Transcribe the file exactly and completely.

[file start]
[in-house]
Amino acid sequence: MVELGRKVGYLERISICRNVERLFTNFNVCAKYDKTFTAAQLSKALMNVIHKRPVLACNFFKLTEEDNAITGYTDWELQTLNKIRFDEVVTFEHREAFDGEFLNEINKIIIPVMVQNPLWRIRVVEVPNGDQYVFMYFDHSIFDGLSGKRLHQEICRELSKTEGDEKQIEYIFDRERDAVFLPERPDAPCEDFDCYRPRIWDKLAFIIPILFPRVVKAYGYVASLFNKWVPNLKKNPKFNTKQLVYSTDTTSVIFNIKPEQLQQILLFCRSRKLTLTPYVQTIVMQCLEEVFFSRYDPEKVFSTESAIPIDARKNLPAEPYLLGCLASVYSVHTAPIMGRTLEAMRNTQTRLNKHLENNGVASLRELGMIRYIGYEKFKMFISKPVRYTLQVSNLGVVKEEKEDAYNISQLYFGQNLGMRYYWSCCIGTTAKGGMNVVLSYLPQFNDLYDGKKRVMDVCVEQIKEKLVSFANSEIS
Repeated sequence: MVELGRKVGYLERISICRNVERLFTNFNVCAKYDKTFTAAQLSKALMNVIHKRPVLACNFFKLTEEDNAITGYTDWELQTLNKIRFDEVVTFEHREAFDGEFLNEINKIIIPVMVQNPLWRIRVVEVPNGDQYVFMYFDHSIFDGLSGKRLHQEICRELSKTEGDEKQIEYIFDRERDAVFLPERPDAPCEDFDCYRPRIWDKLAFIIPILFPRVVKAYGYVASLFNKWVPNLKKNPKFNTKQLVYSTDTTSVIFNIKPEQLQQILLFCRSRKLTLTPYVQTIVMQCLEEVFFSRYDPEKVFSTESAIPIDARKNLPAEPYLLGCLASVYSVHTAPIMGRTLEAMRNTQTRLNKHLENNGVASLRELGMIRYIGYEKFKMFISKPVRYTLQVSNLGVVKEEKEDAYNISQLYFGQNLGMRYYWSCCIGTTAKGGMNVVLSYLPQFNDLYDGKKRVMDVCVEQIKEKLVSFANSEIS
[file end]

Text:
[in-house]
Amino acid sequence: MVELGRKVGYLERISICRNVERLFTNFNVCAKYDKTFTAAQLSKALMNVIHKRPVLACNFFKLTEEDNAITGYTDWELQTLNKIRFDEVVTFEHREAFDGEFLNEINKIIIPVMVQNPLWRIRVVEVPNGDQYVFMYFDHSIFDGLSGKRLHQEICRELSKTEGDEKQIEYIFDRERDAVFLPERPDAPCEDFDCYRPRIWDKLAFIIPILFPRVVKAYGYVASLFNKWVPNLKKNPKFNTKQLVYSTDTTSVIFNIKPEQLQQILLFCRSRKLTLTPYVQTIVMQCLEEVFFSRYDPEKVFSTESAIPIDARKNLPAEPYLLGCLASVYSVHTAPIMGRTLEAMRNTQTRLNKHLENNGVASLRELGMIRYIGYEKFKMFISKPVRYTLQVSNLGVVKEEKEDAYNISQLYFGQNLGMRYYWSCCIGTTAKGGMNVVLSYLPQFNDLYDGKKRVMDVCVEQIKEKLVSFANSEIS
Repeated sequence: MVELGRKVGYLERISICRNVERLFTNFNVCAKYDKTFTAAQLSKALMNVIHKRPVLACNFFKLTEEDNAITGYTDWELQTLNKIRFDEVVTFEHREAFDGEFLNEINKIIIPVMVQNPLWRIRVVEVPNGDQYVFMYFDHSIFDGLSGKRLHQEICRELSKTEGDEKQIEYIFDRERDAVFLPERPDAPCEDFDCYRPRIWDKLAFIIPILFPRVVKAYGYVASLFNKWVPNLKKNPKFNTKQLVYSTDTTSVIFNIKPEQLQQILLFCRSRKLTLTPYVQTIVMQCLEEVFFSRYDPEKVFSTESAIPIDARKNLPAEPYLLGCLASVYSVHTAPIMGRTLEAMRNTQTRLNKHLENNGVASLRELGMIRYIGYEKFKMFISKPVRYTLQVSNLGVVKEEKEDAYNISQLYFGQNLGMRYYWSCCIGTTAKGGMNVVLSYLPQFNDLYDGKKRVMDVCVEQIKEKLVSFANSEIS